Microsoft’s Online store is but the latest in a series of retailers (including Best Buy, Game Stop, Amazon, and Walmart) to place a $149.99 price tag on Kinect. An official price for the unit is due to be revealed sometime in the next eight weeks.
Adding even more credibility to the $150 price is the recent suggestion that the unit actually costs that much to manufacture. According to the website Develop, a “highly-positioned, trusted source” has confirmed Kinect’s “$150 manufacturing cost.”
Granted, technology is often sold at a loss, at least initially. That said, between the chorus of retailers and the (unconfirmed) manufacturing costs, the $150 price tag looks like a reality.
At $150, Kinect comes in at a substantially higher price than Sony’s PlayStation Move, which will be available in a bundle (including the PlayStation Eye, a Move motion controller, and the game Sports Champions ) for $99.99 on September 15th. Whether a game will come bundled with Kinect has not been announced.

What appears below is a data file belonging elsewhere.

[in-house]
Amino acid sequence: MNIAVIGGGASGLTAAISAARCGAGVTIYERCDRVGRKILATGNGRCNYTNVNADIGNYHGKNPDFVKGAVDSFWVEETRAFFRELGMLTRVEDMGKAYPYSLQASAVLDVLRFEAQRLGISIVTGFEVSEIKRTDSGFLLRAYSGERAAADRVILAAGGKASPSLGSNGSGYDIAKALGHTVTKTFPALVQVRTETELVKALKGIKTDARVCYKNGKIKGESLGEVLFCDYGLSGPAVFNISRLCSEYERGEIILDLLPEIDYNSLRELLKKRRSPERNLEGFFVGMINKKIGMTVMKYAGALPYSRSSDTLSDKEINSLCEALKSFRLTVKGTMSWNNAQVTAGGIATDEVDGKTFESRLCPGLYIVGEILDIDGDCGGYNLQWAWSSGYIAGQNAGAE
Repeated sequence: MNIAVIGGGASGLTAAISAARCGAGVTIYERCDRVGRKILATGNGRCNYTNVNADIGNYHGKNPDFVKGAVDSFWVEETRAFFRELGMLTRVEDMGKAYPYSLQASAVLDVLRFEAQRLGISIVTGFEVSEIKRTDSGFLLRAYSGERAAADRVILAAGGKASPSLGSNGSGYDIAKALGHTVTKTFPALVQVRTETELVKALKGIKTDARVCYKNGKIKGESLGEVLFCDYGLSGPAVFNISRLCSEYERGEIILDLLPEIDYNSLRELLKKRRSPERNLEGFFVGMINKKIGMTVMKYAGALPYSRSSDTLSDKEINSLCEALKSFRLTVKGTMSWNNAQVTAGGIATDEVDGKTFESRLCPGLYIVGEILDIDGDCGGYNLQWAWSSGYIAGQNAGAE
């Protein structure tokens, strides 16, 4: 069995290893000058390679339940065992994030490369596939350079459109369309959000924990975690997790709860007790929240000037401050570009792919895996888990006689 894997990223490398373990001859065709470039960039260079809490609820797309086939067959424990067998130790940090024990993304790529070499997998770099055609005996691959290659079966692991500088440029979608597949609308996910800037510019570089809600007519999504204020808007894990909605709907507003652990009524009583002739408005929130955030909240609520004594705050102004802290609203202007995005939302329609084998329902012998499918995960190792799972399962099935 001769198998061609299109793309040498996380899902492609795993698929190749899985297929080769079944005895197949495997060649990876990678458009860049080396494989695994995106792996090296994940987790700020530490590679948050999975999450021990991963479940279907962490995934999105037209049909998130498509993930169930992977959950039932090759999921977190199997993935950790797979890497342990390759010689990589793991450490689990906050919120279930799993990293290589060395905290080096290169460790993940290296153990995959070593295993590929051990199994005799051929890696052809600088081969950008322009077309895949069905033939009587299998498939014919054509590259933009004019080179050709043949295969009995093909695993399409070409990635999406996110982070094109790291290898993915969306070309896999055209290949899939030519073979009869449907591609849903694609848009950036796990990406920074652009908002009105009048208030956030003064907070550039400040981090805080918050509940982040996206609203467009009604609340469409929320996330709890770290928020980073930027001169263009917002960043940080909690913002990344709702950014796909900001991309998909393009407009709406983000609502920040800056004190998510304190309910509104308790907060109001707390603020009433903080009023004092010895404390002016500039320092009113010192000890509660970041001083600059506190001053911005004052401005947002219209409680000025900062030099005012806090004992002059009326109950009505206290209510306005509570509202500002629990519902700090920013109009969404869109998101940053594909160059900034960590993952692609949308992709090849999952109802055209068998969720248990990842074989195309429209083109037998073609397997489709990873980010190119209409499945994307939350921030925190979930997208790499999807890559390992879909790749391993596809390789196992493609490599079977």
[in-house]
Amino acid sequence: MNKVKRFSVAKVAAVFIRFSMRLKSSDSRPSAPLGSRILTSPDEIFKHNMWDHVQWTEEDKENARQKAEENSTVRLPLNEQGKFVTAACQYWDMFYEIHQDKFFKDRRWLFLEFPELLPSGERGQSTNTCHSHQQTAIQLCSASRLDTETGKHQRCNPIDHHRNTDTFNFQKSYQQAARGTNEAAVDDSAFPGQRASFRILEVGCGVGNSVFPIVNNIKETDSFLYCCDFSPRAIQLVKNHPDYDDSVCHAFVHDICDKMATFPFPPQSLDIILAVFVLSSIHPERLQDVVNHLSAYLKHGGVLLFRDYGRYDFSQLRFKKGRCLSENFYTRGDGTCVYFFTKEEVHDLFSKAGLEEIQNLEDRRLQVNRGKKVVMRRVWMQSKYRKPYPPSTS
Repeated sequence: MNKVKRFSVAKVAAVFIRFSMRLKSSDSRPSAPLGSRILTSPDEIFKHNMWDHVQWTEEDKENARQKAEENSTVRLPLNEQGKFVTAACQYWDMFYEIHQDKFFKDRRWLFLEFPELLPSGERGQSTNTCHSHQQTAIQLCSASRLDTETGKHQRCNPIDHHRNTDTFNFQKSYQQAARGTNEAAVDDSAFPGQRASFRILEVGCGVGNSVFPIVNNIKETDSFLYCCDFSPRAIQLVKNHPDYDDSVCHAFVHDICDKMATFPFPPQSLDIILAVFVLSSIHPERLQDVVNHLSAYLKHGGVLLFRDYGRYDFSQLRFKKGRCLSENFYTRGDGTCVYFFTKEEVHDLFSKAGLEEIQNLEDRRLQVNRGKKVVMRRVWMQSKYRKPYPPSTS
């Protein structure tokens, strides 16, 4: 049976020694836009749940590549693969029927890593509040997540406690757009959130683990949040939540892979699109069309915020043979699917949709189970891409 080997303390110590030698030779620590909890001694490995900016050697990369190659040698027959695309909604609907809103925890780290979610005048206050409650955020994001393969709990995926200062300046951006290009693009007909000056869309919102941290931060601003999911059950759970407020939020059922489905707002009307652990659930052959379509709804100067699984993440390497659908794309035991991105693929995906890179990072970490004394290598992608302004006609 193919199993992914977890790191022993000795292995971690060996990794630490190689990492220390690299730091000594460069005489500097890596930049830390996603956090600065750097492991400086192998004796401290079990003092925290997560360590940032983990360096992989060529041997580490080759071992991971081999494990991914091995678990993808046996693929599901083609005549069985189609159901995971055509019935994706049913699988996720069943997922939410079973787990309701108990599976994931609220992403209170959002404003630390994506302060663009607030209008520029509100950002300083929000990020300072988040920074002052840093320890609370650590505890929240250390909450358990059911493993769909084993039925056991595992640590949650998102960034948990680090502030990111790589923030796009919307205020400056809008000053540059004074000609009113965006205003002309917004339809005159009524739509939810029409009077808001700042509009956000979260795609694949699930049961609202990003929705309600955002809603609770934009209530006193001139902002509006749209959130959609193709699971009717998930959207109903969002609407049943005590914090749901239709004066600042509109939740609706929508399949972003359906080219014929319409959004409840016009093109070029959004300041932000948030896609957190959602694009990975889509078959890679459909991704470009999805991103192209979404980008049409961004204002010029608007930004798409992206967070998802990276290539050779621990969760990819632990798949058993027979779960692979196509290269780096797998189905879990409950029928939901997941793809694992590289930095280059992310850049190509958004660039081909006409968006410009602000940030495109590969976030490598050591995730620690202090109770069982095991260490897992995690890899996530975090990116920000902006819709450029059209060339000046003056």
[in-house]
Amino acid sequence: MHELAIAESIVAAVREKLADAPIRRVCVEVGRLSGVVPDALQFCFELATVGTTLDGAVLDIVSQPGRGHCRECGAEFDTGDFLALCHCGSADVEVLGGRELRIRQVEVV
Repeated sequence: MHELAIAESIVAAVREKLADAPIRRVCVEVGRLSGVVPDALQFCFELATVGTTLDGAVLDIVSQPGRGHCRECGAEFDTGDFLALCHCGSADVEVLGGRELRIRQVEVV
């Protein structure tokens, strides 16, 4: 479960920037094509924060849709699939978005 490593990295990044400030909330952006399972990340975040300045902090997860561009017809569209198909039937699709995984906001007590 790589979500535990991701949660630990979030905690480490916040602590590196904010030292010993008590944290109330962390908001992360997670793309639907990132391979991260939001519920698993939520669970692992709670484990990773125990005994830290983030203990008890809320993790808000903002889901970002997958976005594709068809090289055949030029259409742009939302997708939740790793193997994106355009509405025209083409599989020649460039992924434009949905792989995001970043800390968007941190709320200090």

Microsoft’s entry into the field of motion-based gaming, Kinect is a major initiative for the company. However, the more casual games market targeted by Kinect is likely to be extremely price sensitive. Can Microsoft’s Xbox 360 (which has a widespread reputation as the hard-core gamer’s console of choice), coupled with potentially the most expensive motion control option on the market, effectively reach the casual consumer?
How does a $150 price tag affect your opinion of Kinect? Do you think there is any chance the final price will be less than $150?
Kinect launches November, 2010, exclusively for the Xbox 360.